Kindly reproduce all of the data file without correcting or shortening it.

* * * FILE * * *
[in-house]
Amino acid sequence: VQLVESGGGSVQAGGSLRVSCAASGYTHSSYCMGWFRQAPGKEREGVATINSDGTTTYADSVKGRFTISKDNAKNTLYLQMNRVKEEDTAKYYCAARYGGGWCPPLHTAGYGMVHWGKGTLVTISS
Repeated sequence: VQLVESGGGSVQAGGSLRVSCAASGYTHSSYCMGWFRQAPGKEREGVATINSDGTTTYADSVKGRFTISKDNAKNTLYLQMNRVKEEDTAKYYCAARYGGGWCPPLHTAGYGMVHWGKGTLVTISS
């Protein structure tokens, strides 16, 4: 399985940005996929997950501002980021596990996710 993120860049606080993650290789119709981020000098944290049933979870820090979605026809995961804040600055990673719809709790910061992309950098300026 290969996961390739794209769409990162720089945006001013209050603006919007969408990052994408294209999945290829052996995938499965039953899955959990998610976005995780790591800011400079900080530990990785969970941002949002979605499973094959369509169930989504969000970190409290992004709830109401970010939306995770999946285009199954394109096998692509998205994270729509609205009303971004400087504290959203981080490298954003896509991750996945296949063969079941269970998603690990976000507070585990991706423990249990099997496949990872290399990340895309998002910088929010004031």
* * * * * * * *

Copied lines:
[in-house]
Amino acid sequence: VQLVESGGGSVQAGGSLRVSCAASGYTHSSYCMGWFRQAPGKEREGVATINSDGTTTYADSVKGRFTISKDNAKNTLYLQMNRVKEEDTAKYYCAARYGGGWCPPLHTAGYGMVHWGKGTLVTISS
Repeated sequence: VQLVESGGGSVQAGGSLRVSCAASGYTHSSYCMGWFRQAPGKEREGVATINSDGTTTYADSVKGRFTISKDNAKNTLYLQMNRVKEEDTAKYYCAARYGGGWCPPLHTAGYGMVHWGKGTLVTISS
């Protein structure tokens, strides 16, 4: 399985940005996929997950501002980021596990996710 993120860049606080993650290789119709981020000098944290049933979870820090979605026809995961804040600055990673719809709790910061992309950098300026 290969996961390739794209769409990162720089945006001013209050603006919007969408990052994408294209999945290829052996995938499965039953899955959990998610976005995780790591800011400079900080530990990785969970941002949002979605499973094959369509169930989504969000970190409290992004709830109401970010939306995770999946285009199954394109096998692509998205994270729509609205009303971004400087504290959203981080490298954003896509991750996945296949063969079941269970998603690990976000507070585990991706423990249990099997496949990872290399990340895309998002910088929010004031």